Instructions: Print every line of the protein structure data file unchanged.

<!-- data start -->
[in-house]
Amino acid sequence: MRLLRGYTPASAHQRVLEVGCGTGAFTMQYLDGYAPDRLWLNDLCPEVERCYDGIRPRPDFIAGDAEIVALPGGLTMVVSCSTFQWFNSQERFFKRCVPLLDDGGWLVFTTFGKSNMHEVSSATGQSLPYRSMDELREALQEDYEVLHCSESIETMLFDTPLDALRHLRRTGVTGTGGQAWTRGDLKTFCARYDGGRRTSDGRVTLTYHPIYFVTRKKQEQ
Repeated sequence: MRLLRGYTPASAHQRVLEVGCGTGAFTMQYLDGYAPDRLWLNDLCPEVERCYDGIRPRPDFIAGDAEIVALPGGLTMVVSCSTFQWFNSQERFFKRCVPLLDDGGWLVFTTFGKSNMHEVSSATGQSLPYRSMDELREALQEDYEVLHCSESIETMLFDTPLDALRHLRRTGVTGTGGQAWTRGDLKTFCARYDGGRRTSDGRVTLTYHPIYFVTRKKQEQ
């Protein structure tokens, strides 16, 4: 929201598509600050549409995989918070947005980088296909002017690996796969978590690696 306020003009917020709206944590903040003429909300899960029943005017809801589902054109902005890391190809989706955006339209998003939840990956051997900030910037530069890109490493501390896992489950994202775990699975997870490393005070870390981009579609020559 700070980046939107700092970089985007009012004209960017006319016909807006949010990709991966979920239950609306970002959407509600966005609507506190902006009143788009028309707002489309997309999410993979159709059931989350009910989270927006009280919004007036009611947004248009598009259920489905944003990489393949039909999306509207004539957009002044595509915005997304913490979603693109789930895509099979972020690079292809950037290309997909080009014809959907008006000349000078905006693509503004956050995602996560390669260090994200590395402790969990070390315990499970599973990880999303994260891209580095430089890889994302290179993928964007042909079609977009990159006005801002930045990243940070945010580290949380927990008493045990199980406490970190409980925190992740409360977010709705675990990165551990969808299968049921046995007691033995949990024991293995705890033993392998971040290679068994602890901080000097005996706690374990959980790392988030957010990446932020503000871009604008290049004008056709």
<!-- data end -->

[in-house]
Amino acid sequence: MRLLRGYTPASAHQRVLEVGCGTGAFTMQYLDGYAPDRLWLNDLCPEVERCYDGIRPRPDFIAGDAEIVALPGGLTMVVSCSTFQWFNSQERFFKRCVPLLDDGGWLVFTTFGKSNMHEVSSATGQSLPYRSMDELREALQEDYEVLHCSESIETMLFDTPLDALRHLRRTGVTGTGGQAWTRGDLKTFCARYDGGRRTSDGRVTLTYHPIYFVTRKKQEQ
Repeated sequence: MRLLRGYTPASAHQRVLEVGCGTGAFTMQYLDGYAPDRLWLNDLCPEVERCYDGIRPRPDFIAGDAEIVALPGGLTMVVSCSTFQWFNSQERFFKRCVPLLDDGGWLVFTTFGKSNMHEVSSATGQSLPYRSMDELREALQEDYEVLHCSESIETMLFDTPLDALRHLRRTGVTGTGGQAWTRGDLKTFCARYDGGRRTSDGRVTLTYHPIYFVTRKKQEQ
């Protein structure tokens, strides 16, 4: 929201598509600050549409995989918070947005980088296909002017690996796969978590690696 306020003009917020709206944590903040003429909300899960029943005017809801589902054109902005890391190809989706955006339209998003939840990956051997900030910037530069890109490493501390896992489950994202775990699975997870490393005070870390981009579609020559 700070980046939107700092970089985007009012004209960017006319016909807006949010990709991966979920239950609306970002959407509600966005609507506190902006009143788009028309707002489309997309999410993979159709059931989350009910989270927006009280919004007036009611947004248009598009259920489905944003990489393949039909999306509207004539957009002044595509915005997304913490979603693109789930895509099979972020690079292809950037290309997909080009014809959907008006000349000078905006693509503004956050995602996560390669260090994200590395402790969990070390315990499970599973990880999303994260891209580095430089890889994302290179993928964007042909079609977009990159006005801002930045990243940070945010580290949380927990008493045990199980406490970190409980925190992740409360977010709705675990990165551990969808299968049921046995007691033995949990024991293995705890033993392998971040290679068994602890901080000097005996706690374990959980790392988030957010990446932020503000871009604008290049004008056709």